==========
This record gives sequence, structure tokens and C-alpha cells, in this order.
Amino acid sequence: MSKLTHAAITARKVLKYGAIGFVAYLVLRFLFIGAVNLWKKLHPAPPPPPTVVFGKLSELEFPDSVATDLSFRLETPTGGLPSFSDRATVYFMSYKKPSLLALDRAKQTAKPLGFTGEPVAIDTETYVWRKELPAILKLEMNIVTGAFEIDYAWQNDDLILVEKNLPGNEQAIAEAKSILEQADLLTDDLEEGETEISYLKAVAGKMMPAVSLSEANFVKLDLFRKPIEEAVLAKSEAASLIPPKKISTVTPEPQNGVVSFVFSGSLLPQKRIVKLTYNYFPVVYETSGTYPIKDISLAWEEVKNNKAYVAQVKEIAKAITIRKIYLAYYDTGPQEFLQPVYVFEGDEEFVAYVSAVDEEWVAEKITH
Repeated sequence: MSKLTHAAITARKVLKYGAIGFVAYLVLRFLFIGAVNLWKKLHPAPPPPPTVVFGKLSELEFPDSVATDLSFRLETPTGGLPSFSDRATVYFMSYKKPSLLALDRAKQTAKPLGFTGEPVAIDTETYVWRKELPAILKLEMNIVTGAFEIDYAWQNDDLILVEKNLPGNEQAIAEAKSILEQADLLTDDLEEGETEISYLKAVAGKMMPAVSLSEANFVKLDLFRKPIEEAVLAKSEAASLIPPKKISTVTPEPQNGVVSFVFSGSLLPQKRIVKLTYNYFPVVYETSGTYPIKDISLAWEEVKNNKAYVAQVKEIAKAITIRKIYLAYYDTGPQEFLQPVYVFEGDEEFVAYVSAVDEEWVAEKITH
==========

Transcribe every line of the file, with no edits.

This record gives sequence, structure tokens and C-alpha cells, in this order.
Amino acid sequence: MSKLTHAAITARKVLKYGAIGFVAYLVLRFLFIGAVNLWKKLHPAPPPPPTVVFGKLSELEFPDSVATDLSFRLETPTGGLPSFSDRATVYFMSYKKPSLLALDRAKQTAKPLGFTGEPVAIDTETYVWRKELPAILKLEMNIVTGAFEIDYAWQNDDLILVEKNLPGNEQAIAEAKSILEQADLLTDDLEEGETEISYLKAVAGKMMPAVSLSEANFVKLDLFRKPIEEAVLAKSEAASLIPPKKISTVTPEPQNGVVSFVFSGSLLPQKRIVKLTYNYFPVVYETSGTYPIKDISLAWEEVKNNKAYVAQVKEIAKAITIRKIYLAYYDTGPQEFLQPVYVFEGDEEFVAYVSAVDEEWVAEKITH
Repeated sequence: MSKLTHAAITARKVLKYGAIGFVAYLVLRFLFIGAVNLWKKLHPAPPPPPTVVFGKLSELEFPDSVATDLSFRLETPTGGLPSFSDRATVYFMSYKKPSLLALDRAKQTAKPLGFTGEPVAIDTETYVWRKELPAILKLEMNIVTGAFEIDYAWQNDDLILVEKNLPGNEQAIAEAKSILEQADLLTDDLEEGETEISYLKAVAGKMMPAVSLSEANFVKLDLFRKPIEEAVLAKSEAASLIPPKKISTVTPEPQNGVVSFVFSGSLLPQKRIVKLTYNYFPVVYETSGTYPIKDISLAWEEVKNNKAYVAQVKEIAKAITIRKIYLAYYDTGPQEFLQPVYVFEGDEEFVAYVSAVDEEWVAEKITH